"We won't make the world a better place, but at least we won't make it worse," says Franciszek Kalina (Ireneusz Czop) to his younger brother, Józef (Maciej Stuhr), near the climax of Wladyslaw Pasikowski's Aftermath. That cynicism permeates Pasikowski's unsettling historical drama. The story is simple—two siblings in a Polish village gradually learn of the barbaric Jew-baiting by their kin and neighbors during the Holocaust—but what gives Aftermath its peculiar strain of portent is Pasikowski's consistent suggestion of the futility of bold, desperate attempts to undo a wrong. Pasikowski has said the near-decade-long effort to make Aftermath, impeded by Polish nationalists, stemmed from his own shame at these events. But the film is far from a polemic. Its anger is cagey and cryptic, and at first its voice of reason seems to belong to an unapologetic anti-Semite. Franciszek returns from Chicago to his native Poland determined to find out why Józef's wife and children have left for America — and why hooligans are beating Józef up. What has stoked everyone's ire at Józef is his reclamation of Jewish tombstones used as building material after World War II—in roads, farm structures, the local church. He's bent on respecting the dead and, unlike the fuming townsfolk — and his own brother—he sees the Jews as human. In a more mundane film, Józef would be presented as the tragic, noble figure. But Pasikowski doesn't shy from making him look somewhat ridiculous and misguided. Still, when Józef, at the film's end, can't come to terms with his family's involvement in genocide, he stands for a nation in its most vehement state of denial.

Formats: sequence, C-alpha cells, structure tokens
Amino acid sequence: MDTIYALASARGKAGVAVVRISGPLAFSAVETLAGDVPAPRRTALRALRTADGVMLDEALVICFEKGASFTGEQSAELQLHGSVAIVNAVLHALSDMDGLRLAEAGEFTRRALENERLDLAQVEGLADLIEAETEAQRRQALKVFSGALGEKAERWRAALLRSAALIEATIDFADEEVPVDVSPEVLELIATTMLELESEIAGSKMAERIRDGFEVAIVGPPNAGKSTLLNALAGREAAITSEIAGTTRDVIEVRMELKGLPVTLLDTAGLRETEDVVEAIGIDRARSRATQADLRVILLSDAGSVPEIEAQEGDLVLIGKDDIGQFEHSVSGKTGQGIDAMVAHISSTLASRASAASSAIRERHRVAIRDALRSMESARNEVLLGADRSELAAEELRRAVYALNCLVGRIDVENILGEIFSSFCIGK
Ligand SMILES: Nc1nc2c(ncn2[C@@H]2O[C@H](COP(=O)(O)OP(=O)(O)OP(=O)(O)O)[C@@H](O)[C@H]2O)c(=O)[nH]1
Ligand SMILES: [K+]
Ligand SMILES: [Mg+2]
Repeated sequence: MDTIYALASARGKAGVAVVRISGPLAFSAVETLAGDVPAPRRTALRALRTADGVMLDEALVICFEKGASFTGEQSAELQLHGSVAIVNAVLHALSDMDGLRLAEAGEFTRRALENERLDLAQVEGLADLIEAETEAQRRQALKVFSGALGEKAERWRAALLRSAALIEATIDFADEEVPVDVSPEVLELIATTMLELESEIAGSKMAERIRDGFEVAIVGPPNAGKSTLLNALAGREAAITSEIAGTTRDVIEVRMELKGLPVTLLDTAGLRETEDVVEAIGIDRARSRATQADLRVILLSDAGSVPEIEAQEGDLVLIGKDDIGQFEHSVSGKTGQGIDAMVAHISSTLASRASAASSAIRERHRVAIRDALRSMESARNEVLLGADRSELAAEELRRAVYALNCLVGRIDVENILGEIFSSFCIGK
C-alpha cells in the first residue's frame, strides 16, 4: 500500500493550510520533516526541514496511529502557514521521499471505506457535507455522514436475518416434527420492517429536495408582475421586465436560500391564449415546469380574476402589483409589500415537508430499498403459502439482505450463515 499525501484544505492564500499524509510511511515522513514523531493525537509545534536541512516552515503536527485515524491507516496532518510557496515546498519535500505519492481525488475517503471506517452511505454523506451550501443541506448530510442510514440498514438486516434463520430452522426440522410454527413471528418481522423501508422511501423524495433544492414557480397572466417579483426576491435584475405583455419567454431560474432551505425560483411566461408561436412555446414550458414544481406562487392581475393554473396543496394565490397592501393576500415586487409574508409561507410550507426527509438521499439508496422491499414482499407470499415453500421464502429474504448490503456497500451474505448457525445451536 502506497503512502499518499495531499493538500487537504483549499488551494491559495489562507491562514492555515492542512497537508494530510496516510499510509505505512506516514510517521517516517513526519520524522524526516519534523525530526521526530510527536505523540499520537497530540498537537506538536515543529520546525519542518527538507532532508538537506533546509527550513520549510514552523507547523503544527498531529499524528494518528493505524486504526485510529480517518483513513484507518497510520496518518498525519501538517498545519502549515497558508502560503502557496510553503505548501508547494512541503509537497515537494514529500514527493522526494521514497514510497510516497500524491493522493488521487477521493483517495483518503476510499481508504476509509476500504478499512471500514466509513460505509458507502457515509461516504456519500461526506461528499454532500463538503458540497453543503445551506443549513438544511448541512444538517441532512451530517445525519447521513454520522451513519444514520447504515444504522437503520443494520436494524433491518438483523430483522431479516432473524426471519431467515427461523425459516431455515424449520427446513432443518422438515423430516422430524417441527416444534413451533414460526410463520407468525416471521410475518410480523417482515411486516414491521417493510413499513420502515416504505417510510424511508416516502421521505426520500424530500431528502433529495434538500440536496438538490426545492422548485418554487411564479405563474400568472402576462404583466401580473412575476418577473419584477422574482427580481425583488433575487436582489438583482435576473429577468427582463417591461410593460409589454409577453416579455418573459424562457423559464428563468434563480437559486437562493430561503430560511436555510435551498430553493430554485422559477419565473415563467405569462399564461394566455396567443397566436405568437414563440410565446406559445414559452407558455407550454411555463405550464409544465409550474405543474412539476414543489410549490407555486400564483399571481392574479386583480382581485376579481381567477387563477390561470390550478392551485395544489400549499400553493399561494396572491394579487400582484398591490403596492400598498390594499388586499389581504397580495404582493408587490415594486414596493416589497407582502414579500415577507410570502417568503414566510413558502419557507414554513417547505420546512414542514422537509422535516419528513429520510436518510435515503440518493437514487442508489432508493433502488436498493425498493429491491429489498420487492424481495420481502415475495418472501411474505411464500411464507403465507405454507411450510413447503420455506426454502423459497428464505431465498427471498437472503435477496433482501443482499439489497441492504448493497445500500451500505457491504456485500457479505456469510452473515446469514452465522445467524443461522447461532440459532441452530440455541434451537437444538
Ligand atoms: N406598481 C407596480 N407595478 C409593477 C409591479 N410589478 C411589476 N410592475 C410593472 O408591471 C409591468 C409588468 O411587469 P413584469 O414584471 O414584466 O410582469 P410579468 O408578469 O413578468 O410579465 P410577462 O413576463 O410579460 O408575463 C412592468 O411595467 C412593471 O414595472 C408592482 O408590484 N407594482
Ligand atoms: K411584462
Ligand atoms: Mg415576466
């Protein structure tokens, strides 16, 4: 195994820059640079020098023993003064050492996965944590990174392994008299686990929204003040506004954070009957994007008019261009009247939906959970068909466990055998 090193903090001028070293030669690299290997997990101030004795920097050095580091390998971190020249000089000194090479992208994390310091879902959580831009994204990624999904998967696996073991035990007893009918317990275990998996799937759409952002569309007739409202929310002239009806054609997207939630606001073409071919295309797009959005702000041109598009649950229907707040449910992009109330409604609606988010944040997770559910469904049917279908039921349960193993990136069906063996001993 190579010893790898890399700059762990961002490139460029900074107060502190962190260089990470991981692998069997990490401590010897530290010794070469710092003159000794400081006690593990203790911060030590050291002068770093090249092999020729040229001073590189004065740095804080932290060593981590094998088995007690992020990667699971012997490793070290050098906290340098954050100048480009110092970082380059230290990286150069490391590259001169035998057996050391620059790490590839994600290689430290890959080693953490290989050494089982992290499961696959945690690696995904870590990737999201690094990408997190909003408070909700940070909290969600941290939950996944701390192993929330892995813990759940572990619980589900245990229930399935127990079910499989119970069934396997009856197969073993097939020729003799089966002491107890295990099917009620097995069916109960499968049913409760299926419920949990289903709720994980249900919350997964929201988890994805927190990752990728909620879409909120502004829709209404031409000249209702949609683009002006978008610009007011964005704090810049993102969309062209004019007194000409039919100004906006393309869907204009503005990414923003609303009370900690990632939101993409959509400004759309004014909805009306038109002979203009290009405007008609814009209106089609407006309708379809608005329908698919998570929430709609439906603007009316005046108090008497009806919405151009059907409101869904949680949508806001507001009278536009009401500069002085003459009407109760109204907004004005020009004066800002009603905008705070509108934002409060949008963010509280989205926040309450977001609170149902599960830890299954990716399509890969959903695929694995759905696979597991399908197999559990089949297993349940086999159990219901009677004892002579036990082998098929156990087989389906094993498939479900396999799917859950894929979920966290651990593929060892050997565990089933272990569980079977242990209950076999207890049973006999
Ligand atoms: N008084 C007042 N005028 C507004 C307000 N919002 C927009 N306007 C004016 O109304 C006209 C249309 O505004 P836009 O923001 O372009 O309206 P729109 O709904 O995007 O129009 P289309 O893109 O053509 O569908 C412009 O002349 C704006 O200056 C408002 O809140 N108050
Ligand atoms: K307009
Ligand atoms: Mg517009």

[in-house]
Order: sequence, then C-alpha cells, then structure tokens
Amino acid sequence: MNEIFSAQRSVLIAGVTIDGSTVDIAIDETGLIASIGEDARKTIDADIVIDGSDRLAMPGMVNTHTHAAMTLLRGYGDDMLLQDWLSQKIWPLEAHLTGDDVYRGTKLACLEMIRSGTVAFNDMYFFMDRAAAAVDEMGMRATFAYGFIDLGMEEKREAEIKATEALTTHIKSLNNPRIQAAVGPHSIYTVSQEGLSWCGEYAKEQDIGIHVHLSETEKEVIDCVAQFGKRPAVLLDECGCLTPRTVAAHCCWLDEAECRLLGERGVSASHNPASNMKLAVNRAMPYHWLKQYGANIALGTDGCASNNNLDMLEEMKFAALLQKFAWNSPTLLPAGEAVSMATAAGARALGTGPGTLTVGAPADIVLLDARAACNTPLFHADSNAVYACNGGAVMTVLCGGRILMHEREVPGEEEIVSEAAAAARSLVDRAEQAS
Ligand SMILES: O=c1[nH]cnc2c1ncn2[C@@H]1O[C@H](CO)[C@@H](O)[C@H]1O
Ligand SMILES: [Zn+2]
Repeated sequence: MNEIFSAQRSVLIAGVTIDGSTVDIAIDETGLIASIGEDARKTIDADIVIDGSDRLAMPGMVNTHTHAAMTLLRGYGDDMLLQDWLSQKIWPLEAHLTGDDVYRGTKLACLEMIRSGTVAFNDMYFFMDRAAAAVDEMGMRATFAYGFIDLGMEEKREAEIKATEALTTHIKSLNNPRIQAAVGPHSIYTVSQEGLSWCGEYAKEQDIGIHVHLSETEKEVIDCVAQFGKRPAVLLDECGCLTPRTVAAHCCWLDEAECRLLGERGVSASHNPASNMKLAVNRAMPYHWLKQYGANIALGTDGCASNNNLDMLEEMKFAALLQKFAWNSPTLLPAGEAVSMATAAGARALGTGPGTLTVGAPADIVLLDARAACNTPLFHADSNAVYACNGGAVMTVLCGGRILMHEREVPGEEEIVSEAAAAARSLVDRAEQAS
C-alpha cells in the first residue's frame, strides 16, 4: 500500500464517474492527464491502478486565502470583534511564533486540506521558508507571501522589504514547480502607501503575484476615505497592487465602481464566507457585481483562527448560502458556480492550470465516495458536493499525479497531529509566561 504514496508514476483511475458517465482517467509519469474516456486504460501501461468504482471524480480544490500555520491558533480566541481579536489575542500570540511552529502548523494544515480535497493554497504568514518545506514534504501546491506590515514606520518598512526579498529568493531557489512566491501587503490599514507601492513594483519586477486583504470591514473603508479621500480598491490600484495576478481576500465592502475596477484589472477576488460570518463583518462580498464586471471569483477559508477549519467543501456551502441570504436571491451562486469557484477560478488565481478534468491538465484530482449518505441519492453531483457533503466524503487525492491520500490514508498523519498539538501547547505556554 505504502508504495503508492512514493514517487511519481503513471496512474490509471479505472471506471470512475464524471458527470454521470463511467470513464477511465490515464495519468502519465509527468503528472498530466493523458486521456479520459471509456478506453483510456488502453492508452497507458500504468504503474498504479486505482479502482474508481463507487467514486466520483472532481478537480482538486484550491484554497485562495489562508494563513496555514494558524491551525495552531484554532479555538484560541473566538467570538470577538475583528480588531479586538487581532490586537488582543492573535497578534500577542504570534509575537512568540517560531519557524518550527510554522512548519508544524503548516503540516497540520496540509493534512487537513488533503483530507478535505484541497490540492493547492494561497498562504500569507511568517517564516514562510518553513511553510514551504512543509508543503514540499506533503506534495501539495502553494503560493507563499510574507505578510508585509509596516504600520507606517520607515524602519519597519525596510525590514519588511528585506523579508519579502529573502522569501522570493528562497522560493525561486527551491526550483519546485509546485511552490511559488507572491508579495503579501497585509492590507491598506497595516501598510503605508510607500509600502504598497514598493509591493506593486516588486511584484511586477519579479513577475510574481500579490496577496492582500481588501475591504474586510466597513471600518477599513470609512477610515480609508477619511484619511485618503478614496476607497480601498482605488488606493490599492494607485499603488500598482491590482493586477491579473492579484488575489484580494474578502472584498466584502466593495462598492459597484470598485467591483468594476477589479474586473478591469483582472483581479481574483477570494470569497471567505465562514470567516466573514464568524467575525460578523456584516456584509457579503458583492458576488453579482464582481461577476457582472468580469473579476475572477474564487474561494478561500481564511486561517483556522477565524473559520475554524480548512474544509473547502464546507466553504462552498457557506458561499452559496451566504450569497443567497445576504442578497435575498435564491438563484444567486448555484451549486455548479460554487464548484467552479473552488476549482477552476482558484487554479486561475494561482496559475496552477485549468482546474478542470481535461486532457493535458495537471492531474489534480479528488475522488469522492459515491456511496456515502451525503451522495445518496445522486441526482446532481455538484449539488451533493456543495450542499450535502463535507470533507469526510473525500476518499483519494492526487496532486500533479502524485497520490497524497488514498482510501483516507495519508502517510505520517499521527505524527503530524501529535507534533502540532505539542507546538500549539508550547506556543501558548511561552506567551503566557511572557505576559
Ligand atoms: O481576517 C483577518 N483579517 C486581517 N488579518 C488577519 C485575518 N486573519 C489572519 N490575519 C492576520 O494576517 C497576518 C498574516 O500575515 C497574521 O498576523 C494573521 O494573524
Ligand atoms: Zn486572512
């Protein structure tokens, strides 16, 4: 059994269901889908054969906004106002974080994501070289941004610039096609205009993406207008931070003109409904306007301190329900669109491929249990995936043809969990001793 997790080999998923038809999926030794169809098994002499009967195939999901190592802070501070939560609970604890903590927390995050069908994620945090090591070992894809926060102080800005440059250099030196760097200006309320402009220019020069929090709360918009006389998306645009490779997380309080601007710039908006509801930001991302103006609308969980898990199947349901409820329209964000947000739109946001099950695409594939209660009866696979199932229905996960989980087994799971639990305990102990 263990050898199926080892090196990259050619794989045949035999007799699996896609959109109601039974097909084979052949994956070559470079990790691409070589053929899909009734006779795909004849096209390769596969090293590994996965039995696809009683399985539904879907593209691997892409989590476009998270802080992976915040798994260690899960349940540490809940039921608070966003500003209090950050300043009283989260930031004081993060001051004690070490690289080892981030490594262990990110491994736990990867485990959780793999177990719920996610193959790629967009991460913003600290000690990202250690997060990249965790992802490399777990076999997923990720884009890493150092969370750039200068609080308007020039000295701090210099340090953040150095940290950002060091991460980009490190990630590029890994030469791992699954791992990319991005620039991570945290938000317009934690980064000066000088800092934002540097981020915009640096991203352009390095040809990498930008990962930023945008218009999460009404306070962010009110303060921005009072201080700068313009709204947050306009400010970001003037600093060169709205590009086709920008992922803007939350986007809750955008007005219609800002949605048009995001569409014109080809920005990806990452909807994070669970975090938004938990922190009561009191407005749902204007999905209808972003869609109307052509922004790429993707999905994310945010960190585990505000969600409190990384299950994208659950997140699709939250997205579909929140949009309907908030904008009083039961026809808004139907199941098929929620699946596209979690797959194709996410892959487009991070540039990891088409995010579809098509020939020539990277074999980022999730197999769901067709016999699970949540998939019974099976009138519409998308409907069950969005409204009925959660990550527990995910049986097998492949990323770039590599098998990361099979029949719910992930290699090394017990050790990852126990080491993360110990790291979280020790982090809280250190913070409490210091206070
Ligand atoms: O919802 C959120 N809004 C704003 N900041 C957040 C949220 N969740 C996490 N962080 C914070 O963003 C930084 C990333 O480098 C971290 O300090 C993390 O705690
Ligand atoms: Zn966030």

Thomas FaroneAnthony Michael Hall, Chris Penn, Tony Danza, Elisabeth Rohm, Lily Rabe, Jamie Harrold, Frank Whaley, Leo BurmesterThomas FaroneFreestyle Releasing